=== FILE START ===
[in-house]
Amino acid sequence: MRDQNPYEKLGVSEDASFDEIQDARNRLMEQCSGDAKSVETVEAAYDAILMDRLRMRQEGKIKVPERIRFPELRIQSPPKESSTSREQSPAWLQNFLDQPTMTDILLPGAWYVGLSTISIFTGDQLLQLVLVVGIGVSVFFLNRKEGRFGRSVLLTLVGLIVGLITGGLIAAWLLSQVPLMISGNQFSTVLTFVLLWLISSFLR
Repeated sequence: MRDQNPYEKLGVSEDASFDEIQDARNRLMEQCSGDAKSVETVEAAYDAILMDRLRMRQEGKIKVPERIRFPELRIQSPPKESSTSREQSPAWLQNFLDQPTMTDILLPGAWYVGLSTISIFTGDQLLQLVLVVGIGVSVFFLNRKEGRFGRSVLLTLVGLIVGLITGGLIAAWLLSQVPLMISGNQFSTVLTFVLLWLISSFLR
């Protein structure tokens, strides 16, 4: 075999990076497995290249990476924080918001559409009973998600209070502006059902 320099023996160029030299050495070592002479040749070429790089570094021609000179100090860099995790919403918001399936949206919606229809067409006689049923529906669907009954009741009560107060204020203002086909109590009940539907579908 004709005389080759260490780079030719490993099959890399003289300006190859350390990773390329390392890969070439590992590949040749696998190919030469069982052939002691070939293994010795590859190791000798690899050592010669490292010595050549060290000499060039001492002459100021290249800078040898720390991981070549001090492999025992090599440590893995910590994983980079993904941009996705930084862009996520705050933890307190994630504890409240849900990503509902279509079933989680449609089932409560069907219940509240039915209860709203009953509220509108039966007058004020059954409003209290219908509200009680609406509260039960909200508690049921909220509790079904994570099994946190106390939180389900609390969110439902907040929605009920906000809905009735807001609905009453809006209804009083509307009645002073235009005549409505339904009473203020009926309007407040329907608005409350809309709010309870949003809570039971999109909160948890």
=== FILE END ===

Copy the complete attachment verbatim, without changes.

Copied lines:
[in-house]
Amino acid sequence: MRDQNPYEKLGVSEDASFDEIQDARNRLMEQCSGDAKSVETVEAAYDAILMDRLRMRQEGKIKVPERIRFPELRIQSPPKESSTSREQSPAWLQNFLDQPTMTDILLPGAWYVGLSTISIFTGDQLLQLVLVVGIGVSVFFLNRKEGRFGRSVLLTLVGLIVGLITGGLIAAWLLSQVPLMISGNQFSTVLTFVLLWLISSFLR
Repeated sequence: MRDQNPYEKLGVSEDASFDEIQDARNRLMEQCSGDAKSVETVEAAYDAILMDRLRMRQEGKIKVPERIRFPELRIQSPPKESSTSREQSPAWLQNFLDQPTMTDILLPGAWYVGLSTISIFTGDQLLQLVLVVGIGVSVFFLNRKEGRFGRSVLLTLVGLIVGLITGGLIAAWLLSQVPLMISGNQFSTVLTFVLLWLISSFLR
């Protein structure tokens, strides 16, 4: 075999990076497995290249990476924080918001559409009973998600209070502006059902 320099023996160029030299050495070592002479040749070429790089570094021609000179100090860099995790919403918001399936949206919606229809067409006689049923529906669907009954009741009560107060204020203002086909109590009940539907579908 004709005389080759260490780079030719490993099959890399003289300006190859350390990773390329390392890969070439590992590949040749696998190919030469069982052939002691070939293994010795590859190791000798690899050592010669490292010595050549060290000499060039001492002459100021290249800078040898720390991981070549001090492999025992090599440590893995910590994983980079993904941009996705930084862009996520705050933890307190994630504890409240849900990503509902279509079933989680449609089932409560069907219940509240039915209860709203009953509220509108039966007058004020059954409003209290219908509200009680609406509260039960909200508690049921909220509790079904994570099994946190106390939180389900609390969110439902907040929605009920906000809905009735807001609905009453809006209804009083509307009645002073235009005549409505339904009473203020009926309007407040329907608005409350809309709010309870949003809570039971999109909160948890």